Last edited:

Mustrum_Ridcully

Adventurer
Does this particular method actually still even allow FTL travel, or does it just allow you to travel non-relativistically close to the speed of light? I seem to remember someone commenting on that detail, but I am not sure if it was correct. I don't expect to be able to understand the actual paper, unfortunately.
But it would be something I read before about the Alcubierre Drive - aside from needing exotic matter with negative energy, you would still need something moving superluminally to create the desired configuration of masses for FTL travel. Which is kinda begging the question.But there was an alternate approach were you basically first build a space high way placing the masses where they need to be by "foot" at non-FTL speed, and from that point on, you can travel on that route at FTL speed. So no Star Trek warp drive and going anywhere interesting outside our star system would still take humanity decades, centuries or millennia, but once they build their warp highways, people could move quickly between planets. Or we're lucky and someone built one for us already and we just need to find the next drive up ramp.
 

Ryujin

Hero
Yeah. I think that solution came from Tipler. He thought of it as a time machine, but you can use it for space travel too.

Mind you, it isn't enough for it to be of stellar mass. It has to be of high density. IIRC, the original solution requires an infinite cylinder of neutronium, spinning so its surface is moving at relativistic speeds. It has been conjectured that havingthe cylinder of finite length is also workable, but if the edge effects don't make you into spaghetti, they limits the where/when you can go to further.
The book that I was thinking of was "The Avatar" by Poul Anderson, though Vinge did use it by a different name and configuration.

 

darjr

I crit!
It assumes that a local area of space time can travel faster than the speed of light. We already know that waves in space time cannot. It, in itself, is kind of educated speculation.

I think.
 

Umbran

Mod Squad
Staff member
Does this particular method actually still even allow FTL travel, or does it just allow you to travel non-relativistically close to the speed of light?

The claim on this one is outright FTL. I haven't been over the paper myself yet. My tensor calculus is rusty enough that it'll be a chore.

I seem to remember someone commenting on that detail, but I am not sure if it was correct. I don't expect to be able to understand the actual paper, unfortunately.
But it would be something I read before about the Alcubierre Drive - aside from needing exotic matter with negative energy, you would still need something moving superluminally to create the desired configuration of masses for FTL travel.

Maybe yes, maybe no. It basically depends on one basic issue.

In the original formulation, the Alcubierre Drive has a flaw (actually several, but I'm talking about one)- the people inside the bubble are causally disconnected from the rest of the universe while it is in operation. You configure it, launch, and it does its thing until you arrive at your destination. You cannot do things like, say, steer an Alcubierre Drive, because the passengers cannot communicate with the bubble.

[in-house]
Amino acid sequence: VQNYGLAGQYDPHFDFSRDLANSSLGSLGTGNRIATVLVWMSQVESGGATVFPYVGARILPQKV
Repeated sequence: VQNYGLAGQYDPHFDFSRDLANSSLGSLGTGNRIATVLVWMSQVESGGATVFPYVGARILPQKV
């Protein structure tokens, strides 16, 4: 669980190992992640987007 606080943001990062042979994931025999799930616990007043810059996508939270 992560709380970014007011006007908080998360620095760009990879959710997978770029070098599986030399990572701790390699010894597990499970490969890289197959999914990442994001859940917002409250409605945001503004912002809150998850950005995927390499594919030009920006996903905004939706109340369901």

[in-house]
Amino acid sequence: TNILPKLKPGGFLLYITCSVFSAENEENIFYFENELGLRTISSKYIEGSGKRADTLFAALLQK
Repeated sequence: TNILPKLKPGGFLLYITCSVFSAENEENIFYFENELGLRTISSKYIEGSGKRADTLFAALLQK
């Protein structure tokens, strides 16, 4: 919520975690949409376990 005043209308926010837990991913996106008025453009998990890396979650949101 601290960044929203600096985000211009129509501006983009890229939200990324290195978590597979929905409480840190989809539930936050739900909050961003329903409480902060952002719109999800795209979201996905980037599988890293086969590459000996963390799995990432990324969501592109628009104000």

A workaround for that may exist. It amounts to firing little Alcubierre Drive packets from within the bubble to the main bubble. The same solution can get around the problem you mention, if it works.

On a personal note - I get wistful with this stuff. I learned General Relativity from Larry Ford at Tufts, who has done a significant amount of work on the Alcubierre Drive solutions. If he'd had funding, I'd likely have been his grad student, and I'd have been working on this really cool stuff, and probably still be in academia as a result. sigh.
 

Umbran

Mod Squad
Staff member
It assumes that a local area of space time can travel faster than the speed of light. We already know that waves in space time cannot. It, in itself, is kind of educated speculation.

I think.

I'm not sure what "It" is assuming. But in general, no. The solutions work out - the basic questions are over whether other things prevent them from working. For example... stopping an Alcubierre drive may sterilize any system you are entering with a massive burst of radiation.
 
Last edited:

Ryujin

Hero
I'm not sure what "It" is assuming. But in general, no. The solutiosn work out - the basic questions are over whether other things prevent them from working. For example... stopping an Alcubierre drive may sterilize any system you are entering with a massive burst of radiation.
Whoops! Shades of the Voyager Probe, from "Space: 1999." Suddenly alien societies are looking for the race that committed genocide, while transmitting messages of friendship.
 

darjr

I crit!
There are a lot of solutions that work out. Being real and verifiable with experiment or observations is a whole other thing
 

Umbran

Mod Squad
Staff member
There are a lot of solutions that work out. Being real and verifiable with experiment or observations is a whole other thing

Of course. However, when so many things about General Relativity are verified by experiment and observations, the first place to look for a failure point isn't in the very basic math. The more likely culprits are around the requirements (like exotic matter), or the fact that it may vaporize anything inside it with Hawking radiation.
 

darjr

I crit!
I thinks that’s survivors bias. After all originally it was a steady state theory of the universe. The counter was shown through observation. Also I believe there was supporting work showing why black holes were impossible. That too fell to observation. Most of the counter things that “checked out” and later shown to be wrong through experiment and observation are forgotten.

it is WHY Enstiens theory is so remarkable.
 

An Advertisement

Advertisement4

Top